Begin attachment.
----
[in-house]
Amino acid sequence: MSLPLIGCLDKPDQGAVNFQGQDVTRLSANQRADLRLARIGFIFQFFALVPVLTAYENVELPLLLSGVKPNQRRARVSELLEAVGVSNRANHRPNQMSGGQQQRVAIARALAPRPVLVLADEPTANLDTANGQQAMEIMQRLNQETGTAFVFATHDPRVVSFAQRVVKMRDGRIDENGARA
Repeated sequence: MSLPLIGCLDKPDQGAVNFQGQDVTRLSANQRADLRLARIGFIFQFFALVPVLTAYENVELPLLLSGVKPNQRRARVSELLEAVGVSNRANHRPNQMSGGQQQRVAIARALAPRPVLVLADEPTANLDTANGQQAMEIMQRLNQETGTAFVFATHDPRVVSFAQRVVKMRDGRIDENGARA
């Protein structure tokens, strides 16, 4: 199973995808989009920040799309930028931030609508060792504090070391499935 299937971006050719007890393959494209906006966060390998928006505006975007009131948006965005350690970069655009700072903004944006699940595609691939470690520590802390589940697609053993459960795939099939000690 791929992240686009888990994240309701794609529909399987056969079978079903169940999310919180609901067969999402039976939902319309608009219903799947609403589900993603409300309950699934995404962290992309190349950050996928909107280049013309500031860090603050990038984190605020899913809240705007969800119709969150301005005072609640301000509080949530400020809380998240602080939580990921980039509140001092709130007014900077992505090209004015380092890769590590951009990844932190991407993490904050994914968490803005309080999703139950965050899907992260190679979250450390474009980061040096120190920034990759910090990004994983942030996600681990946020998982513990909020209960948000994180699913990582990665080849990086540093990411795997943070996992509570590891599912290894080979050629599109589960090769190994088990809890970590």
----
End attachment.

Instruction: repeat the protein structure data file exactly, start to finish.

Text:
[in-house]
Amino acid sequence: MSLPLIGCLDKPDQGAVNFQGQDVTRLSANQRADLRLARIGFIFQFFALVPVLTAYENVELPLLLSGVKPNQRRARVSELLEAVGVSNRANHRPNQMSGGQQQRVAIARALAPRPVLVLADEPTANLDTANGQQAMEIMQRLNQETGTAFVFATHDPRVVSFAQRVVKMRDGRIDENGARA
Repeated sequence: MSLPLIGCLDKPDQGAVNFQGQDVTRLSANQRADLRLARIGFIFQFFALVPVLTAYENVELPLLLSGVKPNQRRARVSELLEAVGVSNRANHRPNQMSGGQQQRVAIARALAPRPVLVLADEPTANLDTANGQQAMEIMQRLNQETGTAFVFATHDPRVVSFAQRVVKMRDGRIDENGARA
């Protein structure tokens, strides 16, 4: 199973995808989009920040799309930028931030609508060792504090070391499935 299937971006050719007890393959494209906006966060390998928006505006975007009131948006965005350690970069655009700072903004944006699940595609691939470690520590802390589940697609053993459960795939099939000690 791929992240686009888990994240309701794609529909399987056969079978079903169940999310919180609901067969999402039976939902319309608009219903799947609403589900993603409300309950699934995404962290992309190349950050996928909107280049013309500031860090603050990038984190605020899913809240705007969800119709969150301005005072609640301000509080949530400020809380998240602080939580990921980039509140001092709130007014900077992505090209004015380092890769590590951009990844932190991407993490904050994914968490803005309080999703139950965050899907992260190679979250450390474009980061040096120190920034990759910090990004994983942030996600681990946020998982513990909020209960948000994180699913990582990665080849990086540093990411795997943070996992509570590891599912290894080979050629599109589960090769190994088990809890970590």